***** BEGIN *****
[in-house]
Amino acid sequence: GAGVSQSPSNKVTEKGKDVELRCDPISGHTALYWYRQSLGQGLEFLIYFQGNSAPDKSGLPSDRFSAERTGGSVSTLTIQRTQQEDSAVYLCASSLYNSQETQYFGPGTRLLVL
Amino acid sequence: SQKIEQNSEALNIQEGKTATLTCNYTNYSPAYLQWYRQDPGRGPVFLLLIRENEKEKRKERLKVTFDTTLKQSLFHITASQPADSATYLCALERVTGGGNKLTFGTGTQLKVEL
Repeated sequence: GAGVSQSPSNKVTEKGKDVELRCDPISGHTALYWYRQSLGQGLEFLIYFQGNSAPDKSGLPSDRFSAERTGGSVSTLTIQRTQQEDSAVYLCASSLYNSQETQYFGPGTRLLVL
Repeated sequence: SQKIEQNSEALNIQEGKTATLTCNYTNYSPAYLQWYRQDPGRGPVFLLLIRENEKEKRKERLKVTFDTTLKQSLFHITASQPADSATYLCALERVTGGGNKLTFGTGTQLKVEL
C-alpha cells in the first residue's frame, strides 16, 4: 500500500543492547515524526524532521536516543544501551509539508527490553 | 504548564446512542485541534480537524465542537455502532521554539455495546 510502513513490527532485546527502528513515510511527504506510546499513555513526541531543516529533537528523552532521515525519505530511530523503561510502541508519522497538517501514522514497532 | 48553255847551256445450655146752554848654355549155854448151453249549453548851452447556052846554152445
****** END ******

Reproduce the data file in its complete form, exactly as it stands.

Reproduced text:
[in-house]
Amino acid sequence: GAGVSQSPSNKVTEKGKDVELRCDPISGHTALYWYRQSLGQGLEFLIYFQGNSAPDKSGLPSDRFSAERTGGSVSTLTIQRTQQEDSAVYLCASSLYNSQETQYFGPGTRLLVL
Amino acid sequence: SQKIEQNSEALNIQEGKTATLTCNYTNYSPAYLQWYRQDPGRGPVFLLLIRENEKEKRKERLKVTFDTTLKQSLFHITASQPADSATYLCALERVTGGGNKLTFGTGTQLKVEL
Repeated sequence: GAGVSQSPSNKVTEKGKDVELRCDPISGHTALYWYRQSLGQGLEFLIYFQGNSAPDKSGLPSDRFSAERTGGSVSTLTIQRTQQEDSAVYLCASSLYNSQETQYFGPGTRLLVL
Repeated sequence: SQKIEQNSEALNIQEGKTATLTCNYTNYSPAYLQWYRQDPGRGPVFLLLIRENEKEKRKERLKVTFDTTLKQSLFHITASQPADSATYLCALERVTGGGNKLTFGTGTQLKVEL
C-alpha cells in the first residue's frame, strides 16, 4: 500500500543492547515524526524532521536516543544501551509539508527490553 | 504548564446512542485541534480537524465542537455502532521554539455495546 510502513513490527532485546527502528513515510511527504506510546499513555513526541531543516529533537528523552532521515525519505530511530523503561510502541508519522497538517501514522514497532 | 48553255847551256445450655146752554848654355549155854448151453249549453548851452447556052846554152445